Guantanamo Bay was leased to the US by Cuba on February 23, 1903, as part of the Cuban-American Treaty. Although the US maintained a military presence at Guantanamo Bay since the Spanish-American War, the perpetual lease allowed the US military to construct a permanent naval base on the site. The base has been in regular use since the early twentieth century and has been a source of consistent tension between the American and Cuban governments. The facilities at Guantanamo Bay have taken on a special significance since 9/11. The base houses detention facilities used to incarcerate individuals captured by the US military during the War on Terror. The first prisoner arrived at Guantanamo Bay a decade ago, on January 11, 2002.
Engendering both domestic and international concern, the detention center has caused deep controversy since its opening. The legal status of the detainees is hotly contested as is the prisoners' lack of access to US legal rights such as habeas corpus, due process and a speedy trial. Allegations of mistreatment and torture by US military officials have surfaced as well. Even the fate of the prisoners remains uncertain as attempts to close the facilities, transfer the detainees abroad, or bring the detainees to trial on US soil have been unsuccessful.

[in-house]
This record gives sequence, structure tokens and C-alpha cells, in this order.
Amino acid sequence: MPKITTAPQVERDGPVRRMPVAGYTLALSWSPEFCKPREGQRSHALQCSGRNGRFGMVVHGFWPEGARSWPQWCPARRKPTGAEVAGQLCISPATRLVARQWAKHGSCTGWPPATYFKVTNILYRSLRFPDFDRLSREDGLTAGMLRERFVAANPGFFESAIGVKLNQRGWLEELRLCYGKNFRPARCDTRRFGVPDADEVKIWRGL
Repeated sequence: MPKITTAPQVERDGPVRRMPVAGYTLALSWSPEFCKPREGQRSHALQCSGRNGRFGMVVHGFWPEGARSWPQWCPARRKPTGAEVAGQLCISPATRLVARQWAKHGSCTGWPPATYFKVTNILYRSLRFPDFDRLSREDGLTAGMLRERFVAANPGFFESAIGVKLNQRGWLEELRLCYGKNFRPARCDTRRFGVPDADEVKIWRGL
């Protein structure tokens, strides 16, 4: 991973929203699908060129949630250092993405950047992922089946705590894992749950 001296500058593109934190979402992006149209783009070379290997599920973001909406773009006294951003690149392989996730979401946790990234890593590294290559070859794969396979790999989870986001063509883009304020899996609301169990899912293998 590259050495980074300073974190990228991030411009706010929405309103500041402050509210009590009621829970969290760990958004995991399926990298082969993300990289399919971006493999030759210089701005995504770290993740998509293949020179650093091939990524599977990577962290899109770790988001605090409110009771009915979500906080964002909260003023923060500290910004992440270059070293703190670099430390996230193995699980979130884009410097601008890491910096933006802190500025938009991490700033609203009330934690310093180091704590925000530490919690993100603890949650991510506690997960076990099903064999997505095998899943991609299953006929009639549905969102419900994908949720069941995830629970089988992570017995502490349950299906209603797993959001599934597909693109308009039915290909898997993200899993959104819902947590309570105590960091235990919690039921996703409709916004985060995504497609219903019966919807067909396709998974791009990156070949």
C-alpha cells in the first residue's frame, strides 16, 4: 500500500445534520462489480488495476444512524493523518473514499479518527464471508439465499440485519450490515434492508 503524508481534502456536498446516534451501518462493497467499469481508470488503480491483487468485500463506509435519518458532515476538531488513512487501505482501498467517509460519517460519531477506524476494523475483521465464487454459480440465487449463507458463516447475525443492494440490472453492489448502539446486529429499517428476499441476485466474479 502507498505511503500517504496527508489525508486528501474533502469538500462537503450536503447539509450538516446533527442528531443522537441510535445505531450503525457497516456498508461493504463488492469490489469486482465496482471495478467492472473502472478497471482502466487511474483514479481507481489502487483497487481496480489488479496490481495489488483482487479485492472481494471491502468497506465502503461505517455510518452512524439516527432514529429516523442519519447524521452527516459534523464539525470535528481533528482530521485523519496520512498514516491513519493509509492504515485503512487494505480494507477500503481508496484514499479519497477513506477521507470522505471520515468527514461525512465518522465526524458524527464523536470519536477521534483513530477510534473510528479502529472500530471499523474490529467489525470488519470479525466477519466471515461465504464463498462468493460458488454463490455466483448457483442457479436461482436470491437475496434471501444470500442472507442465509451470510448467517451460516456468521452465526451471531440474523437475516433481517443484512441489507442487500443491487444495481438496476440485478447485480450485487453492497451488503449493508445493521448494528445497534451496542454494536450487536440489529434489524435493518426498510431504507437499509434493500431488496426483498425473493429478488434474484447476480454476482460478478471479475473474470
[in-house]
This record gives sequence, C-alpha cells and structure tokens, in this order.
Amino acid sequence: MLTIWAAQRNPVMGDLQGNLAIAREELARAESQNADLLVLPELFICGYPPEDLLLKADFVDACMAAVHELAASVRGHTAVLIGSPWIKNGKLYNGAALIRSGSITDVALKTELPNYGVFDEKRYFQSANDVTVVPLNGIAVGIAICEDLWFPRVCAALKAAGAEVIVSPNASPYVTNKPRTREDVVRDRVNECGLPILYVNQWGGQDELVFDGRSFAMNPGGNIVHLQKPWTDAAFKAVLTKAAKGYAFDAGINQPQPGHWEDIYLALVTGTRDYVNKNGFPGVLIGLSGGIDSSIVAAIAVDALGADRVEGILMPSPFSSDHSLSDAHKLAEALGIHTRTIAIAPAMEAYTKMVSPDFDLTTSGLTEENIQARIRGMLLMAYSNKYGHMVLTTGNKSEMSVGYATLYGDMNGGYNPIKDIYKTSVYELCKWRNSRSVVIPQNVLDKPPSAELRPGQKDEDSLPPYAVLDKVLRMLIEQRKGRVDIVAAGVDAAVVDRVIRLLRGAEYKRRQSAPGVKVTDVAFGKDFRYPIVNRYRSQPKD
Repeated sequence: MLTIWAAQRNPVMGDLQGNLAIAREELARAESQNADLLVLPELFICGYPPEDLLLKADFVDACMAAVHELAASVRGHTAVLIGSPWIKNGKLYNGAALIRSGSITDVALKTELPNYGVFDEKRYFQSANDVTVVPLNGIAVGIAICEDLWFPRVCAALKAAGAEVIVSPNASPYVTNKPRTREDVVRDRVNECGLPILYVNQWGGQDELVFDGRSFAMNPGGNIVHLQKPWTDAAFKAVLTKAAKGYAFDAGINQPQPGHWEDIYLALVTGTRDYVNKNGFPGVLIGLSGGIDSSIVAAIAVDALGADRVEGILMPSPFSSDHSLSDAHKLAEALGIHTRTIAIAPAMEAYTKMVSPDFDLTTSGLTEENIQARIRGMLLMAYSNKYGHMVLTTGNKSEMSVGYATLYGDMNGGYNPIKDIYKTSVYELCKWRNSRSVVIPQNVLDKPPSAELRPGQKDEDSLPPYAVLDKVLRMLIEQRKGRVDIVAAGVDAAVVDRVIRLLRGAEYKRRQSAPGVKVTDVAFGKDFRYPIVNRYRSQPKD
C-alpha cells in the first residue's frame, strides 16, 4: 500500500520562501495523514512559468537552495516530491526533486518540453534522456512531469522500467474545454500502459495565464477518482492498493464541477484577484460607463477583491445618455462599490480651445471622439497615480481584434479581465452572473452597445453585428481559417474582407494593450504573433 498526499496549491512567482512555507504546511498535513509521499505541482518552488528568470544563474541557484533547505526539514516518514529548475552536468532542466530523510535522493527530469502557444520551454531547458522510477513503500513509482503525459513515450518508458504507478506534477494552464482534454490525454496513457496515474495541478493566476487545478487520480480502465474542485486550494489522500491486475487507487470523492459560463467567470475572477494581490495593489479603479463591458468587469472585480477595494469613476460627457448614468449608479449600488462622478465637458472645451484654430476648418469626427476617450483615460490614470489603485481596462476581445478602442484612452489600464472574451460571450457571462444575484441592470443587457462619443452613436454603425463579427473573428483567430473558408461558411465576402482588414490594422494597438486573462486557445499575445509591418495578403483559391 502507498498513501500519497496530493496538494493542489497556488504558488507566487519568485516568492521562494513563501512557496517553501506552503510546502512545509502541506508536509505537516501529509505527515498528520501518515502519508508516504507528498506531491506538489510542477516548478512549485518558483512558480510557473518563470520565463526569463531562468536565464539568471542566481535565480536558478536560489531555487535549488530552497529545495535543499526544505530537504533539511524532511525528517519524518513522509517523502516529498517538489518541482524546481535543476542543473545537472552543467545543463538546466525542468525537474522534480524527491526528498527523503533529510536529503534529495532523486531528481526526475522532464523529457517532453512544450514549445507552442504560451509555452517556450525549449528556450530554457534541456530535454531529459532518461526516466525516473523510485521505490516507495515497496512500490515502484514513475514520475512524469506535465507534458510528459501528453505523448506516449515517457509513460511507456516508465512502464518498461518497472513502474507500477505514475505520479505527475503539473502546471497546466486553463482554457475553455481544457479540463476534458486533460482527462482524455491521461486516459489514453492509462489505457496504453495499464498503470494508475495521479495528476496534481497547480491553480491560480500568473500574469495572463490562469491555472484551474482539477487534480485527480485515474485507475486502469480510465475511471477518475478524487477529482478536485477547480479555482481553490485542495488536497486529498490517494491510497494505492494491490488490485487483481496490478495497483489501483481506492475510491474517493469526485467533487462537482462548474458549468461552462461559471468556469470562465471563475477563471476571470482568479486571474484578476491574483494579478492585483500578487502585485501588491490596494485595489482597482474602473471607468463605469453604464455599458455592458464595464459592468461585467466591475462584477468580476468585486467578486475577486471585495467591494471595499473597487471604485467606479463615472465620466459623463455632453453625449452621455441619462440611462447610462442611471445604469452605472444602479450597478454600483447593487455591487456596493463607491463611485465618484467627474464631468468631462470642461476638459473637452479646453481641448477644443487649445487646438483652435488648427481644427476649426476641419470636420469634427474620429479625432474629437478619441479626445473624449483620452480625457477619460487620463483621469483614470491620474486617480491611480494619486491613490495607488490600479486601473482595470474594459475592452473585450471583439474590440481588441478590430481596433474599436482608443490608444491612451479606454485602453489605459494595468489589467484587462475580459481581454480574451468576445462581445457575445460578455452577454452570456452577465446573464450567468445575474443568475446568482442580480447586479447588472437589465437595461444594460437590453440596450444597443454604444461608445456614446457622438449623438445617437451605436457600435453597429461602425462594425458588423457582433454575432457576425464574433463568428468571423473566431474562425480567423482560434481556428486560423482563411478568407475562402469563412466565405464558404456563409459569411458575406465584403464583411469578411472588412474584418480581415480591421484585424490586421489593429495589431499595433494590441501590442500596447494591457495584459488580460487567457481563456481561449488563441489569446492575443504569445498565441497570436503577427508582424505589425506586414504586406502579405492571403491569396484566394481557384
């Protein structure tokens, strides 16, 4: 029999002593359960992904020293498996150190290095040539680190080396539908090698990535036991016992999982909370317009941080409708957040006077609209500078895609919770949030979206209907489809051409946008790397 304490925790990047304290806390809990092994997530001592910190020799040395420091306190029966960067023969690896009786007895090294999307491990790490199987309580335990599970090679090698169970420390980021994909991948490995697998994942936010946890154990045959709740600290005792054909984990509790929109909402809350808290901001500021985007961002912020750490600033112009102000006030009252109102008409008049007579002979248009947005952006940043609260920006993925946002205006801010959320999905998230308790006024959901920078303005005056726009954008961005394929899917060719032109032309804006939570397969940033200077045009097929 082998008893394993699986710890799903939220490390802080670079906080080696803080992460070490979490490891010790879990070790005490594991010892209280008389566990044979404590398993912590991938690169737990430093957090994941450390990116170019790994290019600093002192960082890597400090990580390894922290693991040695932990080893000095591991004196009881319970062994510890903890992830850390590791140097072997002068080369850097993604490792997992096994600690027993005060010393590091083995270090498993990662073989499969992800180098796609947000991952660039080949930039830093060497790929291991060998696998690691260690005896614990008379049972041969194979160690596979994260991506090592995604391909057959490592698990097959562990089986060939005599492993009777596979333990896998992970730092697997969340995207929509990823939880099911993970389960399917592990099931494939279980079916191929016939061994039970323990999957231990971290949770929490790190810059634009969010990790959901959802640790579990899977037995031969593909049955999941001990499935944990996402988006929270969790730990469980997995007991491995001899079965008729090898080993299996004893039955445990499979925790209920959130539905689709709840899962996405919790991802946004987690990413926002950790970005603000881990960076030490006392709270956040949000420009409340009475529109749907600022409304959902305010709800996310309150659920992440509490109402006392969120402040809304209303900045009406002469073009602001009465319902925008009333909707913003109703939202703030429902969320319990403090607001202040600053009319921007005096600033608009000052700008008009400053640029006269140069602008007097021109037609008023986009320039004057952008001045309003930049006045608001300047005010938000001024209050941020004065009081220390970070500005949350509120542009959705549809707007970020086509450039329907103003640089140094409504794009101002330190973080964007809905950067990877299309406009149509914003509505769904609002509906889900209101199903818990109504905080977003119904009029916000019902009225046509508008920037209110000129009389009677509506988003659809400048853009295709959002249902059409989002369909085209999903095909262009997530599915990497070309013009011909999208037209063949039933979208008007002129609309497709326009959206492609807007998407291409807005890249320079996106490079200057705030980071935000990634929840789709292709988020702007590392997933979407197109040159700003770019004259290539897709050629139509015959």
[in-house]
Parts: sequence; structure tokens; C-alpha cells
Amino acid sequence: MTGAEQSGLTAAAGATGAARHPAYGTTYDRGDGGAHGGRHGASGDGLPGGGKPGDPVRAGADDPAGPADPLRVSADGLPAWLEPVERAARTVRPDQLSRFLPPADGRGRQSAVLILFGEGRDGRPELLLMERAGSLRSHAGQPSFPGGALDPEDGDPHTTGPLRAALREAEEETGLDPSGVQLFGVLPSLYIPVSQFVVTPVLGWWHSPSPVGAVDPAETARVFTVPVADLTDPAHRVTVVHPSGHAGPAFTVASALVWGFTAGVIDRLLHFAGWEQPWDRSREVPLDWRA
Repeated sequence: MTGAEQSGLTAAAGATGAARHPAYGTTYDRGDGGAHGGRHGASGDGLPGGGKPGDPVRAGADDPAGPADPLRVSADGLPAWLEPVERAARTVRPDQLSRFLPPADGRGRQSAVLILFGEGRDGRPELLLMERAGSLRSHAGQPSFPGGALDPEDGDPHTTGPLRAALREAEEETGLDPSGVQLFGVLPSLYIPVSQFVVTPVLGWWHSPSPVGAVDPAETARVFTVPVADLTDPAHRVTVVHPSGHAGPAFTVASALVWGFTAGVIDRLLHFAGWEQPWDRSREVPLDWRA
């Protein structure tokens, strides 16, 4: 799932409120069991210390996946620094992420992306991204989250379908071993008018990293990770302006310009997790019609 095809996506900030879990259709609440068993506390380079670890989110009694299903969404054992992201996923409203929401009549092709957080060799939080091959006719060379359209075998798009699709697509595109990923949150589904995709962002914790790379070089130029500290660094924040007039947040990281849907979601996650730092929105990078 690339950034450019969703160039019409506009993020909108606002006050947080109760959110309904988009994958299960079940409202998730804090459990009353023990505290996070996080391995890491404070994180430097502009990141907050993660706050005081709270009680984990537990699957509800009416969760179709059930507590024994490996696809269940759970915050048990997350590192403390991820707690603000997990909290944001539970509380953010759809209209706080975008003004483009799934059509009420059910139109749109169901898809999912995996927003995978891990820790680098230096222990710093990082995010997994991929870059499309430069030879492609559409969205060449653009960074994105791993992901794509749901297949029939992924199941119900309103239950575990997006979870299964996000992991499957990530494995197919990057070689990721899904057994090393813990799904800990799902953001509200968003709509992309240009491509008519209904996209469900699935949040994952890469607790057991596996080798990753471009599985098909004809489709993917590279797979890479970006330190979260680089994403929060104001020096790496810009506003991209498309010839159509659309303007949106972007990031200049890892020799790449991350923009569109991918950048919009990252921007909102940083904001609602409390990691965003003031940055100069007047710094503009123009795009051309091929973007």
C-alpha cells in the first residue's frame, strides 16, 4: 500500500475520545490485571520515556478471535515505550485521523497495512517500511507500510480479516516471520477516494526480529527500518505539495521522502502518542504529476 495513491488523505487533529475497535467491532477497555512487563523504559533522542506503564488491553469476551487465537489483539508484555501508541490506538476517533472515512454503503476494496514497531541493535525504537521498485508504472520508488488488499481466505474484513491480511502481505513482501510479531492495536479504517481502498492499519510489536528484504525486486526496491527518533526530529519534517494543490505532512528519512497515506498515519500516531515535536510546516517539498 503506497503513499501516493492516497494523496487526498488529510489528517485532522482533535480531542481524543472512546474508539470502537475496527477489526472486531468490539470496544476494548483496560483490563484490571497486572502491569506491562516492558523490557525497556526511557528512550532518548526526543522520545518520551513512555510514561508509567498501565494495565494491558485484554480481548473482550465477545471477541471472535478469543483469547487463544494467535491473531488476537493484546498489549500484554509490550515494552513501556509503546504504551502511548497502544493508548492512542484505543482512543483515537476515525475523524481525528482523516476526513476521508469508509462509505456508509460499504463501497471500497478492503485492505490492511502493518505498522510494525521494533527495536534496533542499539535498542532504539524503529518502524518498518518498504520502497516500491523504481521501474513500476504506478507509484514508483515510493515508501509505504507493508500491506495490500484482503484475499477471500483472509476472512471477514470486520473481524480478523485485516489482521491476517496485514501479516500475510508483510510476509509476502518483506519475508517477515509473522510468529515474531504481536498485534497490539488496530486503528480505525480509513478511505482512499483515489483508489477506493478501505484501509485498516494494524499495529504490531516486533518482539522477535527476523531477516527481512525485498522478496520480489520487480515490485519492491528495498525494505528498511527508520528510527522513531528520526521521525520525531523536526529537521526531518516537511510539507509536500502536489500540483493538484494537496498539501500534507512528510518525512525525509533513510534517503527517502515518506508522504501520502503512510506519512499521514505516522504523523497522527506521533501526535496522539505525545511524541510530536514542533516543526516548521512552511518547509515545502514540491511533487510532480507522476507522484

Proponents of the detention facilities at Guantanamo Bay argue that its existence serves the necessary purpose of allowing the US to adequately fight terrorism abroad by providing a secure location for interrogating and imprisoning suspected terrorists. However, critics accuse the US of both violating international law and traditional prisoners' rights.